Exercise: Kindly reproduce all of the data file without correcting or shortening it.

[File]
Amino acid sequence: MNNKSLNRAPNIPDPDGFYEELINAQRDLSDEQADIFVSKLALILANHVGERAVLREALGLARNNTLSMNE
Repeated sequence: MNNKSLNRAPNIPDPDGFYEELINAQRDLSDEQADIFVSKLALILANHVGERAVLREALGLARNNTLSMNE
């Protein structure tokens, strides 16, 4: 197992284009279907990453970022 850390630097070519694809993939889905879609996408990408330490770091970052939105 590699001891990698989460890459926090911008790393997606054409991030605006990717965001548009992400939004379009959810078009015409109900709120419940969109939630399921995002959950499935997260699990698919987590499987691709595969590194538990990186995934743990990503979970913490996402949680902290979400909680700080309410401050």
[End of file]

Amino acid sequence: MNNKSLNRAPNIPDPDGFYEELINAQRDLSDEQADIFVSKLALILANHVGERAVLREALGLARNNTLSMNE
Repeated sequence: MNNKSLNRAPNIPDPDGFYEELINAQRDLSDEQADIFVSKLALILANHVGERAVLREALGLARNNTLSMNE
């Protein structure tokens, strides 16, 4: 197992284009279907990453970022 850390630097070519694809993939889905879609996408990408330490770091970052939105 590699001891990698989460890459926090911008790393997606054409991030605006990717965001548009992400939004379009959810078009015409109900709120419940969109939630399921995002959950499935997260699990698919987590499987691709595969590194538990990186995934743990990503979970913490996402949680902290979400909680700080309410401050």